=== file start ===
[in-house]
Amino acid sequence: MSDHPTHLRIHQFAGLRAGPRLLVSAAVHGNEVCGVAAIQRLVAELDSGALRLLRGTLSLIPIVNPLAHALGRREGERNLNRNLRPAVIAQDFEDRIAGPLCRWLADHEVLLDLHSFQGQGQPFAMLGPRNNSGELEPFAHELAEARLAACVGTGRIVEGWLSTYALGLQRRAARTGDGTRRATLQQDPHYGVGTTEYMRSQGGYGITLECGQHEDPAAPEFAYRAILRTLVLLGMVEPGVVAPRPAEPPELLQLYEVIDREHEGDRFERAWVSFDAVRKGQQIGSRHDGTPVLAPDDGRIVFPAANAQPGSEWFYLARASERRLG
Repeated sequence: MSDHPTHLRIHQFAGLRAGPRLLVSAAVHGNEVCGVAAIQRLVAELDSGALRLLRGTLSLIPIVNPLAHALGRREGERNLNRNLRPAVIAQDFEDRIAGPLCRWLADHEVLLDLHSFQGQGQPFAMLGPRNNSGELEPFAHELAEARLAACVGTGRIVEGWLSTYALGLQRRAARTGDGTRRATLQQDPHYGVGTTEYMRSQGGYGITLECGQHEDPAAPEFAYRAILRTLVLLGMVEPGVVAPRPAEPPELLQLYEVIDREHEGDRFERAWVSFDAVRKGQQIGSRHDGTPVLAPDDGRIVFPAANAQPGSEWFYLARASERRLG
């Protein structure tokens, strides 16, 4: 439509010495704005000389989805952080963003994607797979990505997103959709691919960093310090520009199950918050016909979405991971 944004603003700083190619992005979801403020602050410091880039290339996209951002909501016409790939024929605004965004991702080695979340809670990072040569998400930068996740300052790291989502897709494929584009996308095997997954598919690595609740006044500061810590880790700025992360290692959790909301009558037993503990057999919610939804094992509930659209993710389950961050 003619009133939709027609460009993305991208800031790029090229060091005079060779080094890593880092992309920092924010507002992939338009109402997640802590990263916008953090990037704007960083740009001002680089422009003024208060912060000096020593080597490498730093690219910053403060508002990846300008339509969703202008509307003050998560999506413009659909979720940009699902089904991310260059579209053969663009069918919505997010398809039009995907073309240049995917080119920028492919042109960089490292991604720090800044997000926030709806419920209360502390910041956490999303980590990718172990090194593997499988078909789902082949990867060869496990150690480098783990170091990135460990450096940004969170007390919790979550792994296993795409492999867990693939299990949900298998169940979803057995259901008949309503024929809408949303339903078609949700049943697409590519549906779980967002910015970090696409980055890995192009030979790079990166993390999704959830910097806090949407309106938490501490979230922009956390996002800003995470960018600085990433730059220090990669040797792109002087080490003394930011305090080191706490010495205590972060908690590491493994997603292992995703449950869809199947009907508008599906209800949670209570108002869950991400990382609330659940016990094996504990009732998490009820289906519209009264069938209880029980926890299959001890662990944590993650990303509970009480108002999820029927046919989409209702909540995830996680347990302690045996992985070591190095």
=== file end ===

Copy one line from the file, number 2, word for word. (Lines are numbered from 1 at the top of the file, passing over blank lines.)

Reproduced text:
Amino acid sequence: MSDHPTHLRIHQFAGLRAGPRLLVSAAVHGNEVCGVAAIQRLVAELDSGALRLLRGTLSLIPIVNPLAHALGRREGERNLNRNLRPAVIAQDFEDRIAGPLCRWLADHEVLLDLHSFQGQGQPFAMLGPRNNSGELEPFAHELAEARLAACVGTGRIVEGWLSTYALGLQRRAARTGDGTRRATLQQDPHYGVGTTEYMRSQGGYGITLECGQHEDPAAPEFAYRAILRTLVLLGMVEPGVVAPRPAEPPELLQLYEVIDREHEGDRFERAWVSFDAVRKGQQIGSRHDGTPVLAPDDGRIVFPAANAQPGSEWFYLARASERRLG